Border controls resume for Euro 2000 matches

Click to follow
The Independent Online

Belgium and the Netherlands are to re-impose border controls during the Euro 2000 football championship, under plans to combat the threat of violence from English supporters.

Belgium and the Netherlands are to re-impose border controls during the Euro 2000 football championship, under plans to combat the threat of violence from English supporters.

The move, likely to cause severe disruption at ports and borders next month, reflects growing concern over possibletrouble during the tournament, after recent incidents involving fans of English clubs.

Jack Straw, the Home Secretary, who yesterday held talks in Brussels with his Belgian and Dutch counterparts, was told about the temporary re-instatement of border controls for the duration of the tournament, which starts next month.

After his discussions, the Home Secretary said that both Belgium and Holland were "determined to crack down fast and hard on trouble-makers and, if they have good information at the point of entry, not to let them in".

Although both countries are members of the Schengen open borders agreement, the pact allows them to re-impose border controls temporarily under special circumstances. The Belgian government used the tactic earlier this year to coincide with an amnesty for some illegal immigrants.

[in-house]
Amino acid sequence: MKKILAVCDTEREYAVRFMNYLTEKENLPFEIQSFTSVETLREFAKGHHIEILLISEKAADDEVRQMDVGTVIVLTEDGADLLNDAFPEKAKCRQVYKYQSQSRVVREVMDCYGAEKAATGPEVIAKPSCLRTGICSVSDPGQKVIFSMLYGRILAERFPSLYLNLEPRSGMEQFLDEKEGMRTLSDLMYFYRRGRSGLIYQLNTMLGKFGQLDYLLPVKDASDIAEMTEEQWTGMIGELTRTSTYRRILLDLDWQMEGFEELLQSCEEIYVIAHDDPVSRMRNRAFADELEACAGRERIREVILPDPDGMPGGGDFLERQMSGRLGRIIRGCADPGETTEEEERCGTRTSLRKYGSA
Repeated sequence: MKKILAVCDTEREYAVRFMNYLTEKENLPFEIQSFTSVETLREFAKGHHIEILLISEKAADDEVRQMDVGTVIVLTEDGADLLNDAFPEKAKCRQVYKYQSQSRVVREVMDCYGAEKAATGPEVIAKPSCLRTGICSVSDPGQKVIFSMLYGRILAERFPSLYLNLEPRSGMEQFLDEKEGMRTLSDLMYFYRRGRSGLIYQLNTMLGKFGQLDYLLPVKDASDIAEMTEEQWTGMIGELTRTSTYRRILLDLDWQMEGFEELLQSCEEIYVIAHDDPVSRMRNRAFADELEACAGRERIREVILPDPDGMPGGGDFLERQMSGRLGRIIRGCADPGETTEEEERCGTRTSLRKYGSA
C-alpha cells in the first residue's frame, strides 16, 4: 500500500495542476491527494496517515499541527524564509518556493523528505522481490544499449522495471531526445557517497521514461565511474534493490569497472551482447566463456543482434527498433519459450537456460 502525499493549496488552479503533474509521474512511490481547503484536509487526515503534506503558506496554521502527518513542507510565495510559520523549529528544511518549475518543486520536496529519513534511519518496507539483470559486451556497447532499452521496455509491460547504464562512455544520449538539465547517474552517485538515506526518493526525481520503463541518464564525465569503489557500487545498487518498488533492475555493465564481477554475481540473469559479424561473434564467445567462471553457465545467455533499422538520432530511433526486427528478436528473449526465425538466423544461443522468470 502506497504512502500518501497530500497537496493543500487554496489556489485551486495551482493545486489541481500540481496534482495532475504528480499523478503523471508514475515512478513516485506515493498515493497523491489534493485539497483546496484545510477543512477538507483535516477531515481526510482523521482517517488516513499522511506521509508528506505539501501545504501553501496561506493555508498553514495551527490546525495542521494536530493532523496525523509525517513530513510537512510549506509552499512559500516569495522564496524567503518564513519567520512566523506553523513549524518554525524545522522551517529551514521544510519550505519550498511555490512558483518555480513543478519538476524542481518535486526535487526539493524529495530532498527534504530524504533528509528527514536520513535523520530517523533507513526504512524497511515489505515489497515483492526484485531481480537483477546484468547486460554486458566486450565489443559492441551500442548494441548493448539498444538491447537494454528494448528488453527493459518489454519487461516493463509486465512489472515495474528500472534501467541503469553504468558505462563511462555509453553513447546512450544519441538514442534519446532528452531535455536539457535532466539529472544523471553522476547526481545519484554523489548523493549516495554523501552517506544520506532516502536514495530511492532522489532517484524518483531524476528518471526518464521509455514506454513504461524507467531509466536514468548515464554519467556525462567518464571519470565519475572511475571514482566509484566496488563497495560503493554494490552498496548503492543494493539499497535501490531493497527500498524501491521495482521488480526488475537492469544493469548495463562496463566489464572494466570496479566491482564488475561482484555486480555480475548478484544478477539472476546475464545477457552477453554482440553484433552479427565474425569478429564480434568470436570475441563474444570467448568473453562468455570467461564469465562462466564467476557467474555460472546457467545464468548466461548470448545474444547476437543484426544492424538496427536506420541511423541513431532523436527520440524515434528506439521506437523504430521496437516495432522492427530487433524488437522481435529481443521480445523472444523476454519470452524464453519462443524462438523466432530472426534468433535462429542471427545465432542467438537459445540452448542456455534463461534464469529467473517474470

Mr Straw said he supported the move, and said that the restoration of borders was not targeted specifically at English fans. However, the authorities are concerned about the potential for violence after clashes between Arsenal and Galatasaray fans in Copenhagen earlier this month.

Police in Belgium and the Netherlands have identified English and German fans as the two groups of supporters most likely to cause trouble. That assessment makes several Euro 2000 matches in Belgium, including the England-Germany match at Charleroi, south of Brussels, potentially difficult to police.

A range of other measures include the cancellation of all Belgian police leave, special powers to allow suspected hooligans to be detained for 12 hours in Holland without trial, and cross-checks on the identities of those holding tickets.

Comments